1. If meth or heroin were legal would you or anyone you know go out and become an addict? I sure wouldn’t. And I can’t believe any halfway responsible person would. Indeed, even though they are illegal, those things are available if you want them badly enough. Anyone who wants to be an addict already is.

            1. I would probably try amphetamines if I could get them.

            2. If meth or heroin were legal would you or anyone you know go out and become an addict?

              Yeah, although it’s almost certainly the same grouping of people that I already knew who did it. I suspect that it being ‘legal’ would indeed expand that number appreciably since access would be less of an issue though, but again my response to that is ‘so what’.

              All it means is that a lot of people wanted meth that couldn’t find it, but I wouldn’t pretend those people are going to do nothing instead if they can’t find meth. Maybe they’ll just huff paint or gasoline. So I guess what I’m saying is these types of people are almost certainly already in the statistics since ‘nothing’ isn’t what these personality types are going to choose.

            3. BYODB and John,

              Methamphetamines are legal, class two drugs. There is, also, no physical withdrawal from stimulants like cocaine and methamphetamine. Heroin, in South Africa and other countries, is known by its scientific name, diacetylmorphine or diamorphine. It is just another opiate pain killer, not much different than the other forms of morphine. Fentanyl (class 2), on the other hand, is a quick road to overdose and death, since it takes only micrograms to be effective! But, just because it takes less to be effective, I do not understand how it could be “highly addictive”. It is either “addictive “or it is not! It just takes a smaller dose to get the addict high, or kill him/her! Both drugs, when produced clandestinely, are even more dangerous. No one knows what, or how much, is in that bag! I agree that no reasonable person abuses those drugs, at the risk of addiction. Potential addicts don’t care…psychological tendency?

        2. It’s not clear how you’re defining “addiction”. I’ve always considered it to be “strongly compelled” to take a drug vs. “absolutely compelled”. Just because there are will power variations among people doesn’t mean they aren’t addicted.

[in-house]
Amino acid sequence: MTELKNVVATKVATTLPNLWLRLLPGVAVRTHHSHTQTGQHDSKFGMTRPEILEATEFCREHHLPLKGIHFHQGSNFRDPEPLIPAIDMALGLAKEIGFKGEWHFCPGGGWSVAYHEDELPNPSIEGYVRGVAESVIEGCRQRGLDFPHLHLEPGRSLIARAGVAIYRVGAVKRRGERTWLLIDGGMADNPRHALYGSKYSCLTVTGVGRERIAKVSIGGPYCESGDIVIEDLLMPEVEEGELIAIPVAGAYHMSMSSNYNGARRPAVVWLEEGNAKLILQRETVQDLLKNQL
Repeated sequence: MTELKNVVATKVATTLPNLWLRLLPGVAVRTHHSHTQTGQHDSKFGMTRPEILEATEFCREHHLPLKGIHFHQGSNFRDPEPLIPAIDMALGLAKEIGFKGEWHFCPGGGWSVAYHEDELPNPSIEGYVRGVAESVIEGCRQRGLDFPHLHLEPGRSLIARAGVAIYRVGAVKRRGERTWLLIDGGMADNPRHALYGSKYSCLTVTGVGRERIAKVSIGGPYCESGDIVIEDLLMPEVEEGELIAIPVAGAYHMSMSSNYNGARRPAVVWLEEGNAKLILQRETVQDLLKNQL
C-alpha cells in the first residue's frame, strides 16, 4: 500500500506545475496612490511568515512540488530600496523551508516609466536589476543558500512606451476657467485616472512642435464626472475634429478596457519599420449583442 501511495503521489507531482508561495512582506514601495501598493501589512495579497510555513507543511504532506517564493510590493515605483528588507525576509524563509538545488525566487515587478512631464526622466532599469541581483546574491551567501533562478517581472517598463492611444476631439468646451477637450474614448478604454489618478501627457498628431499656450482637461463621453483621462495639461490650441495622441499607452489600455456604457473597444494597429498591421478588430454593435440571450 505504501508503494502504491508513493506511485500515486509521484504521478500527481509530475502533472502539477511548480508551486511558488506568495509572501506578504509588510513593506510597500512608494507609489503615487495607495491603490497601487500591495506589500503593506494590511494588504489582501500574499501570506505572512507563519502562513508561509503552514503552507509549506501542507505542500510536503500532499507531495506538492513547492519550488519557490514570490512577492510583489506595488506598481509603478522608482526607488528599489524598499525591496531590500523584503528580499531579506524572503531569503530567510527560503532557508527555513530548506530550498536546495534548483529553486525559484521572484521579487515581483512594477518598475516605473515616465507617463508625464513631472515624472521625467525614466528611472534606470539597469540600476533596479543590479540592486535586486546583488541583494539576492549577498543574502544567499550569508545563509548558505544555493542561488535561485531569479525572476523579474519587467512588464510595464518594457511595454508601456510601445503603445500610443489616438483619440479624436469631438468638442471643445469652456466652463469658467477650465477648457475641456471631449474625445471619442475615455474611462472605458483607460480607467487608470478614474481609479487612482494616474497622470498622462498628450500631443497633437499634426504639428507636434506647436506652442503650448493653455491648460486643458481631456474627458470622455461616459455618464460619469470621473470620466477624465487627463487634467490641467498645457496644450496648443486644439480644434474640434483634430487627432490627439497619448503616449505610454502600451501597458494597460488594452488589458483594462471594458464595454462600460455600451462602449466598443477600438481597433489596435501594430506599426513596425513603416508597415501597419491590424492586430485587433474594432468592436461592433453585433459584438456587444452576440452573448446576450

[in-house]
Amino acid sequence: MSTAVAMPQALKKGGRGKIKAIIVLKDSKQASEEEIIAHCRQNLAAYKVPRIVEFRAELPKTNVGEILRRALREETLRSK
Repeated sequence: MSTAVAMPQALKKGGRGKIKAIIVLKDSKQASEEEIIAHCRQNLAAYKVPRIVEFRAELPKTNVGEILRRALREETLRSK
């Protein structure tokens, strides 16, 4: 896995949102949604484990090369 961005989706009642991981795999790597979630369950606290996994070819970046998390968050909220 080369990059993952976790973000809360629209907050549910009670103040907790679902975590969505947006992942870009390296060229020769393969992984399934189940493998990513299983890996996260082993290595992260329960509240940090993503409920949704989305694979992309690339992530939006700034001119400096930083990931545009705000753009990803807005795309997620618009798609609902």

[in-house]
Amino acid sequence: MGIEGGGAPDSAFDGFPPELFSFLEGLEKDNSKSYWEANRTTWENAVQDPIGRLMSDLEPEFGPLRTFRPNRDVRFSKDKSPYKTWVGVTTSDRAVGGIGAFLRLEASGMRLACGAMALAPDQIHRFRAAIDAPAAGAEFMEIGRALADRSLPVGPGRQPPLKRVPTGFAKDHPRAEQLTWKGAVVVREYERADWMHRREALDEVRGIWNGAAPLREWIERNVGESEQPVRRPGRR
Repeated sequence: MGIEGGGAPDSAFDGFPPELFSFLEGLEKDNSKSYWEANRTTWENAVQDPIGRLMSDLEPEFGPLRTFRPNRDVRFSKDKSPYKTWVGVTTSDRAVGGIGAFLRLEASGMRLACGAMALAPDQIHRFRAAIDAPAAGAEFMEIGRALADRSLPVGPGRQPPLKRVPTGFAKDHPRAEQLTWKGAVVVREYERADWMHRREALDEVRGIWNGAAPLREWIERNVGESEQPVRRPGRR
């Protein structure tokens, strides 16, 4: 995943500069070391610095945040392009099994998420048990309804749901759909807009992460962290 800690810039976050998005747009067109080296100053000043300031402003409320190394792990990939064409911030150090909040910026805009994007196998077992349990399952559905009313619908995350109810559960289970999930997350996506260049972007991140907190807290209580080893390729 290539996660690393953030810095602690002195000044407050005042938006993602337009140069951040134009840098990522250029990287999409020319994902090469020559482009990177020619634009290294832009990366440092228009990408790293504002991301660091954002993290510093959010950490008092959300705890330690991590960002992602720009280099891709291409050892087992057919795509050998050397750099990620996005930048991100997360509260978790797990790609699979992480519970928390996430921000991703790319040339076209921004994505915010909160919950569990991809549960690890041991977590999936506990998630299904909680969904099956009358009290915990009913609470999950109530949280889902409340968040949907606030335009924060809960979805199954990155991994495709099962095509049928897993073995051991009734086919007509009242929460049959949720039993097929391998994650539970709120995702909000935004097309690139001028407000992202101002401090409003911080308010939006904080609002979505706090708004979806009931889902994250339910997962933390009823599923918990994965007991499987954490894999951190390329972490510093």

1. That’s a big problem with addiction, is what does it mean? And at least one underlying issue I see is that it requires us to make a value judgement that says they are overvaluing the drug. That’s why I think the best model is usually the “Does the user think they have a problem?” model.

            Same with mental illness.

            1. “Same with mental illness”. I couldn’t agree more with this assessment.

        3. That fact alone shows that “addiction” such as it is is an expression of underlying personality defects that have nothing to do with drugs.

          Well that’s just crap. A major reason doctors themselves started more recently changing the way they prescribe was because of medical studies that showed a huge difference in the % of patients who were still on ‘pain pills’ a year later based solely on the number of pills that the doctor had initially prescribed.

          IOW – the more pills they prescribed up-front (to prevent a ‘needless’ return visit), the more likely it was the patient would become dependent. That is doctor-created addiction. And since that is also a statement of the pretty fucking obvious to everyone except Americans, it is the main reason no other country went down this insane path of healthcare system created opiate addiction.

          1. So in other words the Doctor’s are responsible for their patients decisions? Hmm…interesting. I guess the Doctor should be arrested if you drive under the influence of those pills as well since clearly they should have pulled you drivers license as soon as they chose to prescribe you a medication. Your choice to fill that medication obviously has no bearing on the subject.

            Sheesh, you’re sort of an idiot on this subject it seems.

            1. for fucks sake. When a doctor PRESCRIBES a medication that comes with SPECIFIC INSTRUCTIONS on usage.

              You OTOH apparently believe that every patient should know more about medications than their doctor.